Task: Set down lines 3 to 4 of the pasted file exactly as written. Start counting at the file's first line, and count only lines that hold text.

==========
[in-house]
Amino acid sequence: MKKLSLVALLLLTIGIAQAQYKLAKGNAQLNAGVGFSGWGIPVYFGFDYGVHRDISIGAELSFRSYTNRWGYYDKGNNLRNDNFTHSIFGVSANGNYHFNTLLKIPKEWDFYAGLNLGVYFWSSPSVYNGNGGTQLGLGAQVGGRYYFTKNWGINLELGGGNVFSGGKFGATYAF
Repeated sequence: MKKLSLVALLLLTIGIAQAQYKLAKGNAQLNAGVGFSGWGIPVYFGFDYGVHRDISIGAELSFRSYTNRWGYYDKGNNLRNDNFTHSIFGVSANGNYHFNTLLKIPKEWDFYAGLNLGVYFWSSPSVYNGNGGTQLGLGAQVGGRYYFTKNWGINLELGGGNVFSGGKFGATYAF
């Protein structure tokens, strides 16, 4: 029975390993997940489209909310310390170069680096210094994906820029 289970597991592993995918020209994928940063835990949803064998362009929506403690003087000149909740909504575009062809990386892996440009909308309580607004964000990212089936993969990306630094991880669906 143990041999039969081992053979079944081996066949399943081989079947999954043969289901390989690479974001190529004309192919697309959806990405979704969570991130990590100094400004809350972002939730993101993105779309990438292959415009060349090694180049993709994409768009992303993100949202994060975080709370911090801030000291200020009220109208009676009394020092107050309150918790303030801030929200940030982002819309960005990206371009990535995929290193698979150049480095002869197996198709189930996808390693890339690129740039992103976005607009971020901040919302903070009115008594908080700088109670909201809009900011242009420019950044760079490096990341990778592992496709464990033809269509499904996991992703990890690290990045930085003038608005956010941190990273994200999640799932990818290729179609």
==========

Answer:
Repeated sequence: MKKLSLVALLLLTIGIAQAQYKLAKGNAQLNAGVGFSGWGIPVYFGFDYGVHRDISIGAELSFRSYTNRWGYYDKGNNLRNDNFTHSIFGVSANGNYHFNTLLKIPKEWDFYAGLNLGVYFWSSPSVYNGNGGTQLGLGAQVGGRYYFTKNWGINLELGGGNVFSGGKFGATYAF
């Protein structure tokens, strides 16, 4: 029975390993997940489209909310310390170069680096210094994906820029 289970597991592993995918020209994928940063835990949803064998362009929506403690003087000149909740909504575009062809990386892996440009909308309580607004964000990212089936993969990306630094991880669906 143990041999039969081992053979079944081996066949399943081989079947999954043969289901390989690479974001190529004309192919697309959806990405979704969570991130990590100094400004809350972002939730993101993105779309990438292959415009060349090694180049993709994409768009992303993100949202994060975080709370911090801030000291200020009220109208009676009394020092107050309150918790303030801030929200940030982002819309960005990206371009990535995929290193698979150049480095002869197996198709189930996808390693890339690129740039992103976005607009971020901040919302903070009115008594908080700088109670909201809009900011242009420019950044760079490096990341990778592992496709464990033809269509499904996991992703990890690290990045930085003038608005956010941190990273994200999640799932990818290729179609």